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I'm project manager of a software development team at www.researchspace.com. I've been developing bioinformatics software for the last 9 years or so, and I'm hoping to share some of the experience and knowledge I've gained with Eclipse RCP, Java web app development and software development in general on these blogs.

Saturday, 28 August 2010

SWTBot code coverage

Today I'm going to discuss what a great boost to test code coverage is provided by the SWTBot toolkit for Eclipse RCP applications.

We develop an Eclipse RCP app, SBSIVisual, that contains a mixture of 'core' domain objects and UI packages. Using just JUnit tests, we cover about 22% of the code base with about 42000 test instructions for 71000 production code instructions. If we think about the effort needed to write these tests, we're writing a lot of test code for not a huge coverage.

When we run our SWTBot functional tests, though,  we get a 35% code coverage with 11000 test instructions. Not only do we get a more efficient test:source ratio (1:6.5 for SWTBot, 1:1.75 for Junit), we also get a better test coverage. Moreover, if we merge our Junit and SWTBot results, we get a 47% code coverage overall - indicating that both sets of tests are covering a substantial amount of non-redundant code. 

Now, I don't know enough testing theory to know if these figures are 'typical' - the coverage might be a bit low for purists - but we are small group of  developers, with mixed enthusiasm for testing, working in a technical application with no dedicated testing or QA staff. I feel though that these figures could be quite reproducible in many other applications.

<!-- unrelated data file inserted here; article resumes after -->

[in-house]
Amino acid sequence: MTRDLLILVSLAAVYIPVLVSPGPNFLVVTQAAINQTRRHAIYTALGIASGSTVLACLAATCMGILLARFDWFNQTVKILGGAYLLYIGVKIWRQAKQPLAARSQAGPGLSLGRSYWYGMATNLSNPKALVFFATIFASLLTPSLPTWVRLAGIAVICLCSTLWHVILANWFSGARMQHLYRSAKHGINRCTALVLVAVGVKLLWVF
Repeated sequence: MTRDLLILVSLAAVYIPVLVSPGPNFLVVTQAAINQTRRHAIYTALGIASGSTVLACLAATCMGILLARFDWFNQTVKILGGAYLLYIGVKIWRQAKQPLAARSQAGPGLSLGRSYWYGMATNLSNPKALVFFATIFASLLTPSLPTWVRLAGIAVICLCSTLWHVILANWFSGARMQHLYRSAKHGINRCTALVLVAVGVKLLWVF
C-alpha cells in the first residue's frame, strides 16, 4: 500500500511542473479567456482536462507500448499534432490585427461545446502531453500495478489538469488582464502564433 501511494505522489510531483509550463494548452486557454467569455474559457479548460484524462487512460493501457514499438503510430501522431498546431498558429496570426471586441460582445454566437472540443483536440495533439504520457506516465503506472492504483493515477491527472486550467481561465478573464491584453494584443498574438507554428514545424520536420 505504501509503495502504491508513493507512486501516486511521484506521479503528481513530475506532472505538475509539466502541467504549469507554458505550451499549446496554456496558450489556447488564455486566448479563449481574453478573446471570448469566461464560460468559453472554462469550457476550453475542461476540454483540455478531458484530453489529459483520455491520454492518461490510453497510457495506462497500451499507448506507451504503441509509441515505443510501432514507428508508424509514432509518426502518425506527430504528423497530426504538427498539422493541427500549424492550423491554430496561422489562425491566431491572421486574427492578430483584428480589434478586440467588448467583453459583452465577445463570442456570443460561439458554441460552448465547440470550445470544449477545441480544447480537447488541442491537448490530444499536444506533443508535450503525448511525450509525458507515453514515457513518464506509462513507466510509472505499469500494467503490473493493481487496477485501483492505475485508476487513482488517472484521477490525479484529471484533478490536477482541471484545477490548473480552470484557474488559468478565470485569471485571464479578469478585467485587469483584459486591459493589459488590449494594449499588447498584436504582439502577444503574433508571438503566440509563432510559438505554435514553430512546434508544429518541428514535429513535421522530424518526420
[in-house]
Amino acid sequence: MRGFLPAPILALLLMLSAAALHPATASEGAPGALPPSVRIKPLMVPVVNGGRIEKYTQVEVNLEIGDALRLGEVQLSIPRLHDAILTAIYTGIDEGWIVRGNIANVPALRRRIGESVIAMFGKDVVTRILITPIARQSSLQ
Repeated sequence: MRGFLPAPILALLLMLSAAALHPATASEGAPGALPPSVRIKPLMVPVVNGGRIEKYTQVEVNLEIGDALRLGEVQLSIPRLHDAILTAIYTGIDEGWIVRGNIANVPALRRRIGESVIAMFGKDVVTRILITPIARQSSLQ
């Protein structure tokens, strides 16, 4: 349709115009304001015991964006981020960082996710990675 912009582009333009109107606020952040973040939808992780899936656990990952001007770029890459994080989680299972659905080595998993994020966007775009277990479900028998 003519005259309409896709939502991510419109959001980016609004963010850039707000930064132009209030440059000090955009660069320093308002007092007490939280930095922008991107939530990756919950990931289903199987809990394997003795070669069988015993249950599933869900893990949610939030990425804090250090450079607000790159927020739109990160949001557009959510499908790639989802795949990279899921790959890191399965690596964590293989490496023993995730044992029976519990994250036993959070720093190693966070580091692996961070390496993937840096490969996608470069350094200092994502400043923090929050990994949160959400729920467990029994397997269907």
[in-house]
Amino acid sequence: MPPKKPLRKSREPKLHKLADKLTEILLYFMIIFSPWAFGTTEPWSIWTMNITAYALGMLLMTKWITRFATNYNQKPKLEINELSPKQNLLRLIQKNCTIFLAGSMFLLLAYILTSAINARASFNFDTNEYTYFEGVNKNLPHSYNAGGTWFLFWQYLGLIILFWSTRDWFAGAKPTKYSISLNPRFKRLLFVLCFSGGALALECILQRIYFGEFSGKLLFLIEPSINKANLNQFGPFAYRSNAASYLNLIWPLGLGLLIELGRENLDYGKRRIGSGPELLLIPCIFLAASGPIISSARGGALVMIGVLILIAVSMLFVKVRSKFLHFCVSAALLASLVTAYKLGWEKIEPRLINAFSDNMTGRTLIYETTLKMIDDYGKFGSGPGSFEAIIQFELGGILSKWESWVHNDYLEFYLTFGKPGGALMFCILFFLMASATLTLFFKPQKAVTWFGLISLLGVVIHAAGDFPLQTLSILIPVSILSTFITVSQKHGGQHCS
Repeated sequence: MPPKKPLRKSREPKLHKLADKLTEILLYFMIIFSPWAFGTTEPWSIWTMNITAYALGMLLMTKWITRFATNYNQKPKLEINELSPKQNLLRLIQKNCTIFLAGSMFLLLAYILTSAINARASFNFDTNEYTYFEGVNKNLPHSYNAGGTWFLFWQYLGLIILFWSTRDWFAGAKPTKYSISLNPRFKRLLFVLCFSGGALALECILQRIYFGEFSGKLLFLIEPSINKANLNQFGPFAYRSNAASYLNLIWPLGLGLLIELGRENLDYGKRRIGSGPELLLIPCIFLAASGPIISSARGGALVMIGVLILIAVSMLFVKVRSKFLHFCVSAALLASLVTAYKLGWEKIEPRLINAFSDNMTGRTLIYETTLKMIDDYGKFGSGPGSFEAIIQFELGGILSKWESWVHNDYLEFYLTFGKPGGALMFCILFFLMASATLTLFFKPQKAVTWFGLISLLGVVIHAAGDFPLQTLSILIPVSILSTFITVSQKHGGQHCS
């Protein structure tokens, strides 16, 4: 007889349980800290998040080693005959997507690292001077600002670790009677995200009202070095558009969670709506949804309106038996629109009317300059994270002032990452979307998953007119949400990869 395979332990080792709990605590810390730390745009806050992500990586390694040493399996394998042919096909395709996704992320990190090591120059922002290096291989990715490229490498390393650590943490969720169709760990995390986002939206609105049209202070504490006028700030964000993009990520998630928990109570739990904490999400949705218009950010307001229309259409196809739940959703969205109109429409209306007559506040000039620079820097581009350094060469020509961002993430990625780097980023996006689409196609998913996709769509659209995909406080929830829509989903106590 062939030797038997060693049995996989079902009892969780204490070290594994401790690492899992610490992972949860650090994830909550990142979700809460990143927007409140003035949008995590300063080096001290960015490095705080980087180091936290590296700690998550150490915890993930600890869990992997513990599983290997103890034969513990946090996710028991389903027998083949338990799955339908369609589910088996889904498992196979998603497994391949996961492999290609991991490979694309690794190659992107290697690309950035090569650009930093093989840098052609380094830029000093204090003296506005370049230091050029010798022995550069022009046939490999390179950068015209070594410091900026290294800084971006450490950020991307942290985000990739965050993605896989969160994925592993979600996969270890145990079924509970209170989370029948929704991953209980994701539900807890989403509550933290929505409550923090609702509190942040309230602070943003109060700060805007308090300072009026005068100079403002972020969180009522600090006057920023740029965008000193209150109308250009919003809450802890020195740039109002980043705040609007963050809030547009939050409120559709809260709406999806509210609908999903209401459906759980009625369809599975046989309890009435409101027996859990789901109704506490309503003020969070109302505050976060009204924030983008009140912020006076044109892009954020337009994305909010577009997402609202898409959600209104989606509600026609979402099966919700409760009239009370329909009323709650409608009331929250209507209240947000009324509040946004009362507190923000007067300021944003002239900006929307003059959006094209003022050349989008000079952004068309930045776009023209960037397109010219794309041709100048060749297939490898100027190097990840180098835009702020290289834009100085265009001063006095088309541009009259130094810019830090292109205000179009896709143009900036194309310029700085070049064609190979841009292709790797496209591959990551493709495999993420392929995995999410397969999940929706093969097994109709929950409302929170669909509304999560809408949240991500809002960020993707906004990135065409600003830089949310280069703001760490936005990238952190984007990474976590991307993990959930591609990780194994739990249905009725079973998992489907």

An additional advantage of SWTBot tests is their resilence to refactoring. We make quite severe refactoring from time to time which usually requires a fair amount of work in adapting the JUnits. However so long as the UI remains relatively unchanged, often the SWTBot tests do not need to be altered at all, as the underlying object model is hidden to the user operations mimicked by SWTBot.

The key caveat in the above statement is ' the UI remains relatively unchanged. '  How can we get round this problem? Our policy is to not write SWTBot tests immediately when we implement new functionality - we hold off until we are fairly sure that the UI is 'fit for purpose' with our users and at least the look and feel is acceptable for the next release. Then we write them, based on the use cases, to avoid regressions and only have to make minor changes for incremental changes in functionality. The use of PageObjects is also very helpful, so the details of the UI at the widget level, can be hidden from the test author and also kept in a single class.

Another great feature of SWTBot, is that if you link in your tests to your Ant build, you can be really confident your deployed app will run! This used to be big problem for us - the unit tests would be fine, but a feature might be missing a dependency that would only be detected at runtime with the dreaded ClassDefNotFound exception thrown. Now, we have virtually eliminated manual testing, other than a brief sanity check before each release. 

All this enthusiasm for SWTBot may look like I'm   knocking  the Junits here - far from it. We run the Junits much more frequently, they take seconds rather than minutes to execute, and are resilient to other changes. For example, if we develop a new UI, the Junits will still be relevant, but the SWTBot tests are only useful for our Eclipse-RCP based UI.

1 comment:

TheNeatestStuff said...

Try jester or other java mutation tools against existing code.